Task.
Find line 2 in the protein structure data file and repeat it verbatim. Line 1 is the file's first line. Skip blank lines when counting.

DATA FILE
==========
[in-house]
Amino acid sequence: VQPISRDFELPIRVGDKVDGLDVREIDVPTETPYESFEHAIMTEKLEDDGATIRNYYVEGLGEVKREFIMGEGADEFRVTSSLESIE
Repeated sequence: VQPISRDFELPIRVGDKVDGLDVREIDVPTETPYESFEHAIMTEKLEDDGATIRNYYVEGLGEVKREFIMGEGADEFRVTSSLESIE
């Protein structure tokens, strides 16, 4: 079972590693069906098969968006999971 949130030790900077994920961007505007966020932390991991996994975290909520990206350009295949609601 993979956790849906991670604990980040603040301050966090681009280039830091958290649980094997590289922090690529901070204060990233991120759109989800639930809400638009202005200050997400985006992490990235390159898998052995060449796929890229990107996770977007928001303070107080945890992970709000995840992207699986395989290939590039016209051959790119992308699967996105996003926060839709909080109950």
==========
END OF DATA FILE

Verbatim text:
Amino acid sequence: VQPISRDFELPIRVGDKVDGLDVREIDVPTETPYESFEHAIMTEKLEDDGATIRNYYVEGLGEVKREFIMGEGADEFRVTSSLESIE